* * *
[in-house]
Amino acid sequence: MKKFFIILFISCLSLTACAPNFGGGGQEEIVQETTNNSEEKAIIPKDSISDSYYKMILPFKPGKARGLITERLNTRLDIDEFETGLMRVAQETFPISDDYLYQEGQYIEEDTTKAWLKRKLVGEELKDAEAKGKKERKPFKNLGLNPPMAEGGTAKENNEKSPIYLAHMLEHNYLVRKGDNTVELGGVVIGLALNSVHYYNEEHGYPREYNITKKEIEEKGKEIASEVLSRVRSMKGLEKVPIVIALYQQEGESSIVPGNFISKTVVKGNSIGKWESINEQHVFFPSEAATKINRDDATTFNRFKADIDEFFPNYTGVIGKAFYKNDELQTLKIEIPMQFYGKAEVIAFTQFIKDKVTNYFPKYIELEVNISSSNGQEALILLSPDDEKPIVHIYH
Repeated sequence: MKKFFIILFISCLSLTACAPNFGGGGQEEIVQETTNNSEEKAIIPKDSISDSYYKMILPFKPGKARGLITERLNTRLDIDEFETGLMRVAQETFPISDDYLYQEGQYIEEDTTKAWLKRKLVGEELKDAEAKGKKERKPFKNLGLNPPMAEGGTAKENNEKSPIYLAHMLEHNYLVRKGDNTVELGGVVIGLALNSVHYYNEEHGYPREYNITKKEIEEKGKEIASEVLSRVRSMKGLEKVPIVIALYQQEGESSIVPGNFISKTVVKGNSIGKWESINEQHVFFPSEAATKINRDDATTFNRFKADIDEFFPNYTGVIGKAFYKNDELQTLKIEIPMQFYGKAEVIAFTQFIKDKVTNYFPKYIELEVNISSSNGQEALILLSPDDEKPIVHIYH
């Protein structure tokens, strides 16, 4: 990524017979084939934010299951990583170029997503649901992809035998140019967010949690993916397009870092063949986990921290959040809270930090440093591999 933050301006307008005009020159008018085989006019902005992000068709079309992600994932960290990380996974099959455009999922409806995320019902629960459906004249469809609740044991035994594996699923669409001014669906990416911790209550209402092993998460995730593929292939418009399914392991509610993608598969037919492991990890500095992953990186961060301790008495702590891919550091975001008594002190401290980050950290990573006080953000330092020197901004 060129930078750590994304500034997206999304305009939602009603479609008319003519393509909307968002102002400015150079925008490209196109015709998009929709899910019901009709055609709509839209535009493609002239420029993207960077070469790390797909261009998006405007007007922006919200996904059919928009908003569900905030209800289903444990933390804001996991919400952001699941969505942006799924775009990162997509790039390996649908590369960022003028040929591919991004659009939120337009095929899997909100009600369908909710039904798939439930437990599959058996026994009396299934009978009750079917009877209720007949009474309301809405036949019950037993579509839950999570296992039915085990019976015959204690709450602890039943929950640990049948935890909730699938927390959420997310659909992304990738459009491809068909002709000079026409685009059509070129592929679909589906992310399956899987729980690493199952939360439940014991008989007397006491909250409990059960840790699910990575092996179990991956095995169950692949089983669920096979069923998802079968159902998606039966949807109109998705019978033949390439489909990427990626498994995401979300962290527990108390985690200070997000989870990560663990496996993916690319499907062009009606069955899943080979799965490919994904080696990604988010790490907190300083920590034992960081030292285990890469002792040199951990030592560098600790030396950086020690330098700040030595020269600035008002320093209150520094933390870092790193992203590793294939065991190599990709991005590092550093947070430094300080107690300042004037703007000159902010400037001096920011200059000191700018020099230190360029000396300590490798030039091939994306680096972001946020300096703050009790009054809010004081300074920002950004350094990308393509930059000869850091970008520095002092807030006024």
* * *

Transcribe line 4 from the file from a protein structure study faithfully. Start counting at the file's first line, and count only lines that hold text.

């Protein structure tokens, strides 16, 4: 990524017979084939934010299951990583170029997503649901992809035998140019967010949690993916397009870092063949986990921290959040809270930090440093591999 933050301006307008005009020159008018085989006019902005992000068709079309992600994932960290990380996974099959455009999922409806995320019902629960459906004249469809609740044991035994594996699923669409001014669906990416911790209550209402092993998460995730593929292939418009399914392991509610993608598969037919492991990890500095992953990186961060301790008495702590891919550091975001008594002190401290980050950290990573006080953000330092020197901004 060129930078750590994304500034997206999304305009939602009603479609008319003519393509909307968002102002400015150079925008490209196109015709998009929709899910019901009709055609709509839209535009493609002239420029993207960077070469790390797909261009998006405007007007922006919200996904059919928009908003569900905030209800289903444990933390804001996991919400952001699941969505942006799924775009990162997509790039390996649908590369960022003028040929591919991004659009939120337009095929899997909100009600369908909710039904798939439930437990599959058996026994009396299934009978009750079917009877209720007949009474309301809405036949019950037993579509839950999570296992039915085990019976015959204690709450602890039943929950640990049948935890909730699938927390959420997310659909992304990738459009491809068909002709000079026409685009059509070129592929679909589906992310399956899987729980690493199952939360439940014991008989007397006491909250409990059960840790699910990575092996179990991956095995169950692949089983669920096979069923998802079968159902998606039966949807109109998705019978033949390439489909990427990626498994995401979300962290527990108390985690200070997000989870990560663990496996993916690319499907062009009606069955899943080979799965490919994904080696990604988010790490907190300083920590034992960081030292285990890469002792040199951990030592560098600790030396950086020690330098700040030595020269600035008002320093209150520094933390870092790193992203590793294939065991190599990709991005590092550093947070430094300080107690300042004037703007000159902010400037001096920011200059000191700018020099230190360029000396300590490798030039091939994306680096972001946020300096703050009790009054809010004081300074920002950004350094990308393509930059000869850091970008520095002092807030006024």